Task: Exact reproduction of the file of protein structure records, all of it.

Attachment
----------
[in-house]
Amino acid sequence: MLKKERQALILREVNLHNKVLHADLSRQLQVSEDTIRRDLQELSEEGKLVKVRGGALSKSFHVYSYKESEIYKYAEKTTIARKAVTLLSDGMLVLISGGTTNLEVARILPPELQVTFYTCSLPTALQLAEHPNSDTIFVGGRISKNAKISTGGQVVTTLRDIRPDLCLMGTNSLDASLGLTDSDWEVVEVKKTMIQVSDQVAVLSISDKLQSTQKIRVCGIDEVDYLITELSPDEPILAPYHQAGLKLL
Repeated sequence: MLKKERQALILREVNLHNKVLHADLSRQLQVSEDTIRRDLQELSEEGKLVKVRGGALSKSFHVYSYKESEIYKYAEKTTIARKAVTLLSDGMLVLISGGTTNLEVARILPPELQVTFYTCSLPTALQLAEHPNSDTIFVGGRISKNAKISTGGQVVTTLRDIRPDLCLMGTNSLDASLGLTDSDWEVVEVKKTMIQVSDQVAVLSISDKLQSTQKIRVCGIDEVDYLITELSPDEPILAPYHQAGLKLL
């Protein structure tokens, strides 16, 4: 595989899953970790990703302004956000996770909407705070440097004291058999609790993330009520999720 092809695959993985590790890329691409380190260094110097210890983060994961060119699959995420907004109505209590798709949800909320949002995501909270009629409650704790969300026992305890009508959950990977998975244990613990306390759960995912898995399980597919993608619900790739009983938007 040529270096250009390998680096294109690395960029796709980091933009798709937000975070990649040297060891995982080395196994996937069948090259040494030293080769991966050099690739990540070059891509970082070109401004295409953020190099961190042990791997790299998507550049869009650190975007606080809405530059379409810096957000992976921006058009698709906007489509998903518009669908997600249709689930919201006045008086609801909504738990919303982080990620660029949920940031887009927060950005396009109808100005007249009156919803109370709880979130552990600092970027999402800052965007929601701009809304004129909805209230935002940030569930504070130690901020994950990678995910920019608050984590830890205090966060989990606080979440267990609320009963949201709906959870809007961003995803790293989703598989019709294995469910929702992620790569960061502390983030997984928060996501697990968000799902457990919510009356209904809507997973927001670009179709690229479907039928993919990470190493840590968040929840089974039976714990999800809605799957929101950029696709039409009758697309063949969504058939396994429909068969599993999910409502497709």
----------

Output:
[in-house]
Amino acid sequence: MLKKERQALILREVNLHNKVLHADLSRQLQVSEDTIRRDLQELSEEGKLVKVRGGALSKSFHVYSYKESEIYKYAEKTTIARKAVTLLSDGMLVLISGGTTNLEVARILPPELQVTFYTCSLPTALQLAEHPNSDTIFVGGRISKNAKISTGGQVVTTLRDIRPDLCLMGTNSLDASLGLTDSDWEVVEVKKTMIQVSDQVAVLSISDKLQSTQKIRVCGIDEVDYLITELSPDEPILAPYHQAGLKLL
Repeated sequence: MLKKERQALILREVNLHNKVLHADLSRQLQVSEDTIRRDLQELSEEGKLVKVRGGALSKSFHVYSYKESEIYKYAEKTTIARKAVTLLSDGMLVLISGGTTNLEVARILPPELQVTFYTCSLPTALQLAEHPNSDTIFVGGRISKNAKISTGGQVVTTLRDIRPDLCLMGTNSLDASLGLTDSDWEVVEVKKTMIQVSDQVAVLSISDKLQSTQKIRVCGIDEVDYLITELSPDEPILAPYHQAGLKLL
């Protein structure tokens, strides 16, 4: 595989899953970790990703302004956000996770909407705070440097004291058999609790993330009520999720 092809695959993985590790890329691409380190260094110097210890983060994961060119699959995420907004109505209590798709949800909320949002995501909270009629409650704790969300026992305890009508959950990977998975244990613990306390759960995912898995399980597919993608619900790739009983938007 040529270096250009390998680096294109690395960029796709980091933009798709937000975070990649040297060891995982080395196994996937069948090259040494030293080769991966050099690739990540070059891509970082070109401004295409953020190099961190042990791997790299998507550049869009650190975007606080809405530059379409810096957000992976921006058009698709906007489509998903518009669908997600249709689930919201006045008086609801909504738990919303982080990620660029949920940031887009927060950005396009109808100005007249009156919803109370709880979130552990600092970027999402800052965007929601701009809304004129909805209230935002940030569930504070130690901020994950990678995910920019608050984590830890205090966060989990606080979440267990609320009963949201709906959870809007961003995803790293989703598989019709294995469910929702992620790569960061502390983030997984928060996501697990968000799902457990919510009356209904809507997973927001670009179709690229479907039928993919990470190493840590968040929840089974039976714990999800809605799957929101950029696709039409009758697309063949969504058939396994429909068969599993999910409502497709």